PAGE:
the survey the crew offered to take us ashore on the Isle of Coll to do a bit of exploring – although we were quite tired we decided that this was too good an offer to pass on so soon we headed for shore. Several curious seals escorted us from the anchored Silurian to the beach. On land we walked past sheep to a castle (Breachacha?) and explored the vicinity.

Group 2 in front of the castle on the Isle of Coll

After a day of recording only occasional rubbish during the survey, we were sad to see this beach covered in marine debris, from plastic bags to long pieces of plastic rope that could easily cause an entanglement tragedy for marine life, especially birds and seals. Finding so much litter on a relatively remote beach reaffirmed how important it is to reach out to people, make everyone aware of disposing their rubbish properly and help reduce the amount of plastic waste that finds its way into the sea.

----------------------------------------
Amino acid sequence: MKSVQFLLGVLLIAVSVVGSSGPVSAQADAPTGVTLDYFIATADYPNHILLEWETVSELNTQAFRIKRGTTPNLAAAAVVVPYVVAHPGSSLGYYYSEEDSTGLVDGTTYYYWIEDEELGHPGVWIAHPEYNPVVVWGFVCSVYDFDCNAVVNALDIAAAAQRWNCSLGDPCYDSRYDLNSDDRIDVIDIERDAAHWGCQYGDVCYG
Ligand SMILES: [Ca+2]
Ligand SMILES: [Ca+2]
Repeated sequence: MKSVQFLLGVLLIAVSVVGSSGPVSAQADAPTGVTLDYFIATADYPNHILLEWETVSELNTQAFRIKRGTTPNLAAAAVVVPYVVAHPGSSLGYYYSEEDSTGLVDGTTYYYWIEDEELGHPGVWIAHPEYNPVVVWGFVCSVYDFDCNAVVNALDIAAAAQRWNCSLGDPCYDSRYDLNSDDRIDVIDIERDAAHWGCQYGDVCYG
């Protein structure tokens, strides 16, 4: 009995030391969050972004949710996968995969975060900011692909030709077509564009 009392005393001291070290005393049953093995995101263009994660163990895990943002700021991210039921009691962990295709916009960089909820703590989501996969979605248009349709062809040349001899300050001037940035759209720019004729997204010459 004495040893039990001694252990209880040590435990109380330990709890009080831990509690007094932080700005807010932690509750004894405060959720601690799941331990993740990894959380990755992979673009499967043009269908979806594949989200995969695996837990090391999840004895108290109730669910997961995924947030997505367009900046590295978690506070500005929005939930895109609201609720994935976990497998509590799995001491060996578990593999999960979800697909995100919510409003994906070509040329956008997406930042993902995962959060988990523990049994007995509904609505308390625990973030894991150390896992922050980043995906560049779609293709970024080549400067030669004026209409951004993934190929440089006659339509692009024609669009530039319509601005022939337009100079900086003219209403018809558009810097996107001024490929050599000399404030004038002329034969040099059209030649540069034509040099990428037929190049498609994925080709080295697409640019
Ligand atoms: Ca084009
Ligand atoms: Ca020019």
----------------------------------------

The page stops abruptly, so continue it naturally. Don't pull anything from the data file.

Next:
Marine debris on the beach on the Isle of Coll (photo: Naomi Tuhuteru)

On our way back to the Silurian, we attempted to row instead of using the engine hoping that a quieter boat would attract the seals to come closer. However, even after channelling our best inner-Pocahontas we really weren’t getting anywhere, nor were the seals getting closer, so the outboard engine was fired up to get us back to our floating home. That evening we got to enjoy a very impressive burrito buffet! To end the successful survey day we enjoyed some Scottish whiskey and played some very painful rounds of ‘Irish slap’ – which is a card game where you get to slap each other on the hand – the crew definitely played with an iron fist as Lauren can attest…